“American Art: History and Culture”
By Wayne Craven
688 pp., McGraw-Hill Education
Wayne Craven’s American Art set the standard for American art survey courses for the last decade by providing a thorough and engaging chronology of American art, including painting, sculpture, architecture, decorative arts, photography, folk art, and graphic arts.
Craven presents art and artists within the context of their times, including insights into the intellectual, spiritual, and political environment. Along the way, Craven charts the growth of a distinctly American art culture. The resulting book is as much a history of American culture as of American art.
Library Journal says: How often does one come across a textbook that attracts and holds the interest of audiences outside as well as inside the classroom? Craven here shares his considerable knowledge of and excitement over the subject, developed through decades-long participation in the strong American art history program at the University of Delaware. The result is a survey that art lovers, collectors, and students will all enjoy. Taking the approach that American art holds greater meaning when viewed in a cultural context, Craven has expanded the traditional scope of the topic, namely, art, sculpture, and architecture, to include photography and decorative arts as well. He divides the volume into six sections, beginning with the Native American and European material culture of New Spain and ending with Cindy Sherman and postmodern photography. The result is a visual feast of 785 photographs, 99 in color. Were all textbooks so glorious and inspiring! Highly recommended for academic and public libraries. — Kathleen Eagen Johnson, Historic Hudson Valley, Tarrytown, N.Y.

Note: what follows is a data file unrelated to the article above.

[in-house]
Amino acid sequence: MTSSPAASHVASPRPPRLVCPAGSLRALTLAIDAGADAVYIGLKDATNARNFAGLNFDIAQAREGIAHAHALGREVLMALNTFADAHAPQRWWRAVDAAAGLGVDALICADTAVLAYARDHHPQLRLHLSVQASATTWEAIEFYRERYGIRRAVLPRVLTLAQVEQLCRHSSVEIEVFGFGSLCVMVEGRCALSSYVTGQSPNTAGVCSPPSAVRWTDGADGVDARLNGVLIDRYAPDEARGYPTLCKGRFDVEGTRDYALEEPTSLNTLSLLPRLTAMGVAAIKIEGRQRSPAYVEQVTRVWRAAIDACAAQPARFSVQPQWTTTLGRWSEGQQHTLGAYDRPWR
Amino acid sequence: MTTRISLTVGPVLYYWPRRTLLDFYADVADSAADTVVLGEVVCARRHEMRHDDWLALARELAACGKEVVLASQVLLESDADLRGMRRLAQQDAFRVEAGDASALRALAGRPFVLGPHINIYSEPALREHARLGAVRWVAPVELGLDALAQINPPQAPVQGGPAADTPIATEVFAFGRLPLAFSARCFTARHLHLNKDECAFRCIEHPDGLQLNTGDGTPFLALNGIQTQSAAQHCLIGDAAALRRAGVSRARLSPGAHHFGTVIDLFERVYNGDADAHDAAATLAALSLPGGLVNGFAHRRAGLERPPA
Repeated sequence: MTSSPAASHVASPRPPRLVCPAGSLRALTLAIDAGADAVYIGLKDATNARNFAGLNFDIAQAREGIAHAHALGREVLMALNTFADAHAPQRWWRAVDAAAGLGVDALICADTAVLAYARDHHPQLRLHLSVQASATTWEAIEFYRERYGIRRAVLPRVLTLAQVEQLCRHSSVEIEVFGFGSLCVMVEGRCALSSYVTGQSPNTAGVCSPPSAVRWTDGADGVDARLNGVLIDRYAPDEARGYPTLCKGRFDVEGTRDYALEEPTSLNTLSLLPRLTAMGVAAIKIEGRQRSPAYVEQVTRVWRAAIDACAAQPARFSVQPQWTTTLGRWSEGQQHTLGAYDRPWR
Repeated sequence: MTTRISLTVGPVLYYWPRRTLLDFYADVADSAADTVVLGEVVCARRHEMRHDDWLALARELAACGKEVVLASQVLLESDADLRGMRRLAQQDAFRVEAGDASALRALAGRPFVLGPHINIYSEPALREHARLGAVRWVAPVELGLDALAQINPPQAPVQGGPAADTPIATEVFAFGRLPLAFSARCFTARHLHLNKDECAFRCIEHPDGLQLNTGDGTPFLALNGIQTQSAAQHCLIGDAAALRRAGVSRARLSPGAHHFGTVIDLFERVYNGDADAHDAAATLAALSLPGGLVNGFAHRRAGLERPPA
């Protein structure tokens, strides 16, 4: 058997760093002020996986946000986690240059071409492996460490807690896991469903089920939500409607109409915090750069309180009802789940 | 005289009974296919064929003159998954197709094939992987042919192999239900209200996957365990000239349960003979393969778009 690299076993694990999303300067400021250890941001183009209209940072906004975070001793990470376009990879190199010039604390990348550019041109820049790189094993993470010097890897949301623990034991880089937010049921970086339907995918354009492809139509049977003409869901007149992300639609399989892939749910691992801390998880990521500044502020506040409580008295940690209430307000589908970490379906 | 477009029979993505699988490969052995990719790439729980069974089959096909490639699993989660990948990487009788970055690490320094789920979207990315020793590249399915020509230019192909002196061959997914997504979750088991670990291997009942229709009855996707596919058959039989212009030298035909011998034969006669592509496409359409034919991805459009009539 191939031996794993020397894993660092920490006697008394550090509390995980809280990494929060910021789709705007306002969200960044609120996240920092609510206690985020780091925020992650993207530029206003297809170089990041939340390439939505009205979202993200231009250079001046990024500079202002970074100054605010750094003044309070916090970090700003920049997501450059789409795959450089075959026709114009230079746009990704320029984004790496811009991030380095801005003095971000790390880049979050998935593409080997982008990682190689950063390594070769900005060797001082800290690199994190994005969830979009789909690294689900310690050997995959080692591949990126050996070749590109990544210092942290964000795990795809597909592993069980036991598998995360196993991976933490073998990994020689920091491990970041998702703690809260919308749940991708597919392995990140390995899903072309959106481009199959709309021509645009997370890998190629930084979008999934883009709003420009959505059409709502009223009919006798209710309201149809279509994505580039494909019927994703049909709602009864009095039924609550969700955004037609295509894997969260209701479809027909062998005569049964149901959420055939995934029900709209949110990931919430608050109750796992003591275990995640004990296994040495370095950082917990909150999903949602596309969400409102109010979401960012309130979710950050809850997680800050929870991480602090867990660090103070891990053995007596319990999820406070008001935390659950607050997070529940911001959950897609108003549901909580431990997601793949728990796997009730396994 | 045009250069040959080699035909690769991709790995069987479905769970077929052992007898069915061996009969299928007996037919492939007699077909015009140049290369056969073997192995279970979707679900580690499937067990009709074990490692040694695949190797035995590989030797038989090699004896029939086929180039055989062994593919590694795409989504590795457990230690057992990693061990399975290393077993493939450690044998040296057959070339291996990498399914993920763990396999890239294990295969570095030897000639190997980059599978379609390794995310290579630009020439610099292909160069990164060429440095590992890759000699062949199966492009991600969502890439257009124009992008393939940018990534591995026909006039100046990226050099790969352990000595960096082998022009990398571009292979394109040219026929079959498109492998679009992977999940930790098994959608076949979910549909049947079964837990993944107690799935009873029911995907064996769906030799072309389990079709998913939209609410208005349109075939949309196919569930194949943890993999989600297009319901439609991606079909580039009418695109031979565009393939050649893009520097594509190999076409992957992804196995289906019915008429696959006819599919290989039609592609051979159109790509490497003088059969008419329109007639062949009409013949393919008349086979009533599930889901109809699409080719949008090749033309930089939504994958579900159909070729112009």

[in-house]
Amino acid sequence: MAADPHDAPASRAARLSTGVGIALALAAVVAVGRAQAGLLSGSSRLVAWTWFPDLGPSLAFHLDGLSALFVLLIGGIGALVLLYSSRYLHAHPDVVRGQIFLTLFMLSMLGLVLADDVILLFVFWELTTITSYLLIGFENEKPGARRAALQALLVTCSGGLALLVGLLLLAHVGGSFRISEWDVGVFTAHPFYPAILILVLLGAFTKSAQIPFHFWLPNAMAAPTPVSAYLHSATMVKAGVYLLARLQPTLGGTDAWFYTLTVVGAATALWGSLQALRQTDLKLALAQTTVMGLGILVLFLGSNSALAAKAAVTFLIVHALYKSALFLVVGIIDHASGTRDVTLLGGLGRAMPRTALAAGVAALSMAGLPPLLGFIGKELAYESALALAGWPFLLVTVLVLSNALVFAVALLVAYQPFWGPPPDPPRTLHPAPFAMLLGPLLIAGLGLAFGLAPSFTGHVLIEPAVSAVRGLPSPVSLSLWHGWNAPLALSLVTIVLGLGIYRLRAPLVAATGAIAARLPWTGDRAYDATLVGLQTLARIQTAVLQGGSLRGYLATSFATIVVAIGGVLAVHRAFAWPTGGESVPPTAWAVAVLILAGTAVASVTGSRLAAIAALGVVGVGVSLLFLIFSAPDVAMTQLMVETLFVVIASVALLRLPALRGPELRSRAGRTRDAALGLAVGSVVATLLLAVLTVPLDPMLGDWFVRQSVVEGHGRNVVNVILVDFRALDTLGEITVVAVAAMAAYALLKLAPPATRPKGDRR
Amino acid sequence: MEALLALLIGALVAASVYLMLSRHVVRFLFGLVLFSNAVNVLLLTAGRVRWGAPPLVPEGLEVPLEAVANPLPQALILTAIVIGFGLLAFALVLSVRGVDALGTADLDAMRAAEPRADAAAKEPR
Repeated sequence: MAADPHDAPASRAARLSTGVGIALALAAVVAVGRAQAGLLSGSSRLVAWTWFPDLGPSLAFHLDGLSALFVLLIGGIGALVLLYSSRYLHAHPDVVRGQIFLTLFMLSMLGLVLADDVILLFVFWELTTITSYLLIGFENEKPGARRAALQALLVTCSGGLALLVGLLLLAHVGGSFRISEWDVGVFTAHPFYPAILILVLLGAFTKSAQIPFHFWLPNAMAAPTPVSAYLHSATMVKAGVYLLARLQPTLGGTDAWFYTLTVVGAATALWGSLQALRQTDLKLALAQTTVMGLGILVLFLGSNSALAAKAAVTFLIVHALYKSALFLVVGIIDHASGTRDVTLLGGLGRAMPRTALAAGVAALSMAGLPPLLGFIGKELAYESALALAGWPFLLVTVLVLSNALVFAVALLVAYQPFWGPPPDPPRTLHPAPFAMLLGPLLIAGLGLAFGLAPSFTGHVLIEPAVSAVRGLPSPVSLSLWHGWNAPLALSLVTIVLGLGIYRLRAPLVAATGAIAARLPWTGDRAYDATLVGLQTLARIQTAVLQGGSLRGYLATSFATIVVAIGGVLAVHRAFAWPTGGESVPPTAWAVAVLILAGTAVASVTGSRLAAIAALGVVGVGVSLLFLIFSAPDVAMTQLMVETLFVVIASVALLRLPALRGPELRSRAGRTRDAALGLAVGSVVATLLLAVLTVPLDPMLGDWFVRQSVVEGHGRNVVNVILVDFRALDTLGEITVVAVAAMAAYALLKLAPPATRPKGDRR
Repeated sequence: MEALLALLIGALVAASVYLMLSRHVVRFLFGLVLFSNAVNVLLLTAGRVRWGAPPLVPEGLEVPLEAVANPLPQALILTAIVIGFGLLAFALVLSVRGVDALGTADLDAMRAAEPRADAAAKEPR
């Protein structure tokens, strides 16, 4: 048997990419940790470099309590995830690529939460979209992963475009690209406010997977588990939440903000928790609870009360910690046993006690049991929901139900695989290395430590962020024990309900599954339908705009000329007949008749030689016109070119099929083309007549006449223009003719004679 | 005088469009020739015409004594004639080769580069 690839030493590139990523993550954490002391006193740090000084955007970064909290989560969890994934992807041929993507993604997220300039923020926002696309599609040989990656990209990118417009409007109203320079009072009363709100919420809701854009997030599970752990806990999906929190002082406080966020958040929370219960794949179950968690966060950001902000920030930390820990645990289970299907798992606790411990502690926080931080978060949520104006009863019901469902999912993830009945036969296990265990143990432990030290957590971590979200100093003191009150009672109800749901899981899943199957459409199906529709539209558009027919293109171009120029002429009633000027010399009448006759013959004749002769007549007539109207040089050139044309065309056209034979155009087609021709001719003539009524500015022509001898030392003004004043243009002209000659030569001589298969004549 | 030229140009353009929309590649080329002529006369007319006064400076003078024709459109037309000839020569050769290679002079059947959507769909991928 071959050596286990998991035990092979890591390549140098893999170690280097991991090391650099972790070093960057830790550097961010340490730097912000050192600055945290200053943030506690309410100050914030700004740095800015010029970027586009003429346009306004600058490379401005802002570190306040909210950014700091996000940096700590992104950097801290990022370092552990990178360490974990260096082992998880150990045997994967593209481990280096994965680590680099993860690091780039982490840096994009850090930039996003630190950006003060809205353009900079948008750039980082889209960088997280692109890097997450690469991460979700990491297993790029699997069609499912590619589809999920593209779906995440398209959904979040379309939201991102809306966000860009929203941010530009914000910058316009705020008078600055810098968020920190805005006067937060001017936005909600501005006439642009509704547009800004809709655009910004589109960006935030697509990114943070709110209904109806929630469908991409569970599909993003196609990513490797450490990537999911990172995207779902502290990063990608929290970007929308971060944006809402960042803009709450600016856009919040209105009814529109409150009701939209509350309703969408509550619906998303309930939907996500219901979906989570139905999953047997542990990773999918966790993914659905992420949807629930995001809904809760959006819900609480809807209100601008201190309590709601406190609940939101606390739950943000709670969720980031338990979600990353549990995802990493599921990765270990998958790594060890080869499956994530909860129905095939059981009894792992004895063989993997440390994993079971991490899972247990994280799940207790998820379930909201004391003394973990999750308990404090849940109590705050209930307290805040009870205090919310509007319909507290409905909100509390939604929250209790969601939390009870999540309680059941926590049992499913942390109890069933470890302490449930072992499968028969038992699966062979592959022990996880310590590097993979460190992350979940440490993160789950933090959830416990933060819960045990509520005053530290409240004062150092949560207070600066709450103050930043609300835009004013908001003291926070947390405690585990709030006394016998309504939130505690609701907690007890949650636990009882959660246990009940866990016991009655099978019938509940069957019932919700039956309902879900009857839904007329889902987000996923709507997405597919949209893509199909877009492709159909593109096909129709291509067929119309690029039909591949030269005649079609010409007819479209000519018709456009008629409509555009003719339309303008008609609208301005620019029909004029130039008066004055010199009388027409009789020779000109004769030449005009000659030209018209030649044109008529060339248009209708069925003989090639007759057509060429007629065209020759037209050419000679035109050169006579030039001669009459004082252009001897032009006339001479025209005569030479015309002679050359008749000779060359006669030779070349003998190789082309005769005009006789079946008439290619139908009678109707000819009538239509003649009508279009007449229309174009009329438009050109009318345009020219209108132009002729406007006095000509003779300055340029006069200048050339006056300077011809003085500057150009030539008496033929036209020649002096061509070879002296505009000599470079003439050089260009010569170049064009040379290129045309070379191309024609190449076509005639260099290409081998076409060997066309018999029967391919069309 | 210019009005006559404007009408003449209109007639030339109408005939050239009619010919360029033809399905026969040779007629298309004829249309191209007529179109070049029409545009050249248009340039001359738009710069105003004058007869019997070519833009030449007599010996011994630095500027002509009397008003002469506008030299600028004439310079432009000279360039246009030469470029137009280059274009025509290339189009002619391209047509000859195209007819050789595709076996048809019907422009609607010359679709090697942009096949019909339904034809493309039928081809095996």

Booklist says: This substantial and well-illustrated survey takes an unusually holistic approach to discussing American art by placing architecture, decorative arts, painting, photography, and sculpture within cultural and historical contexts. Craven begins his history just before the arrival of European colonialists and takes care to chronicle the art of America’s full spectrum of races and ethnic groups, men and women alike. His volume is also free of any regional bias; the Southwest, Deep South, Midwest, and California are covered just as thoroughly as the Northeast. Craven establishes seven main stylistic periods–colonial, Federal, romantic, the American Renaissance, early modern, postwar modern, and postmodern–and then goes into great detail within each section, profiling individual artists and discussing the effects of various social, political, and technological changes on aesthetics and the role of art in daily life. His coverage of American photography and twentieth-century art are particularly dynamic, but his examples and emphases prove to be insightful and creative throughout. A cogent and comprehensive resource. — Donna Seaman